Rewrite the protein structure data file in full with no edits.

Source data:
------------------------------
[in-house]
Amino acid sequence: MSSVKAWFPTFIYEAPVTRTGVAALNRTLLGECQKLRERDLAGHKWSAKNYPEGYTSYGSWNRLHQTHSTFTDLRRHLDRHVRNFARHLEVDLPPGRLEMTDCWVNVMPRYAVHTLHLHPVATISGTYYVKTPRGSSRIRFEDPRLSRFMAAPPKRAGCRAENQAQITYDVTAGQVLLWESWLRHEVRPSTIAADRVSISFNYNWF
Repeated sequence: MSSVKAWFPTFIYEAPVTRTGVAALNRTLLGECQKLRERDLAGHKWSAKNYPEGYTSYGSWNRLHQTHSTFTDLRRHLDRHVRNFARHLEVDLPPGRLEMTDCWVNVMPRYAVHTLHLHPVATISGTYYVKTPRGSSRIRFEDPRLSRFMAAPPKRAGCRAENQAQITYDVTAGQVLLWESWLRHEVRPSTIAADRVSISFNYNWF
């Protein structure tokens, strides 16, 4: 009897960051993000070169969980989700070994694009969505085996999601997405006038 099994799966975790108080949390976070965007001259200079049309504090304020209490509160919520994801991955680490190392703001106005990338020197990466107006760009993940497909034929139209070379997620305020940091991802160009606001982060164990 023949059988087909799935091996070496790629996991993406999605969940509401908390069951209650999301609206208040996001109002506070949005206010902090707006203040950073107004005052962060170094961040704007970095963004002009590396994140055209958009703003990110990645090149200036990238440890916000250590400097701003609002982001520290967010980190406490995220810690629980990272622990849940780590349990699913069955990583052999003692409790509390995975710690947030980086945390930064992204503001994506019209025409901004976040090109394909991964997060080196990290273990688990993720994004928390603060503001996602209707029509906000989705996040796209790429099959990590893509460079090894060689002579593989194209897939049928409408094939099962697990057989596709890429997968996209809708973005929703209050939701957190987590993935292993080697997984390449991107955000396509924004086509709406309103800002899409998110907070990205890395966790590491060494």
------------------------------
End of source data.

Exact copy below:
[in-house]
Amino acid sequence: MSSVKAWFPTFIYEAPVTRTGVAALNRTLLGECQKLRERDLAGHKWSAKNYPEGYTSYGSWNRLHQTHSTFTDLRRHLDRHVRNFARHLEVDLPPGRLEMTDCWVNVMPRYAVHTLHLHPVATISGTYYVKTPRGSSRIRFEDPRLSRFMAAPPKRAGCRAENQAQITYDVTAGQVLLWESWLRHEVRPSTIAADRVSISFNYNWF
Repeated sequence: MSSVKAWFPTFIYEAPVTRTGVAALNRTLLGECQKLRERDLAGHKWSAKNYPEGYTSYGSWNRLHQTHSTFTDLRRHLDRHVRNFARHLEVDLPPGRLEMTDCWVNVMPRYAVHTLHLHPVATISGTYYVKTPRGSSRIRFEDPRLSRFMAAPPKRAGCRAENQAQITYDVTAGQVLLWESWLRHEVRPSTIAADRVSISFNYNWF
């Protein structure tokens, strides 16, 4: 009897960051993000070169969980989700070994694009969505085996999601997405006038 099994799966975790108080949390976070965007001259200079049309504090304020209490509160919520994801991955680490190392703001106005990338020197990466107006760009993940497909034929139209070379997620305020940091991802160009606001982060164990 023949059988087909799935091996070496790629996991993406999605969940509401908390069951209650999301609206208040996001109002506070949005206010902090707006203040950073107004005052962060170094961040704007970095963004002009590396994140055209958009703003990110990645090149200036990238440890916000250590400097701003609002982001520290967010980190406490995220810690629980990272622990849940780590349990699913069955990583052999003692409790509390995975710690947030980086945390930064992204503001994506019209025409901004976040090109394909991964997060080196990290273990688990993720994004928390603060503001996602209707029509906000989705996040796209790429099959990590893509460079090894060689002579593989194209897939049928409408094939099962697990057989596709890429997968996209809708973005929703209050939701957190987590993935292993080697997984390449991107955000396509924004086509709406309103800002899409998110907070990205890395966790590491060494």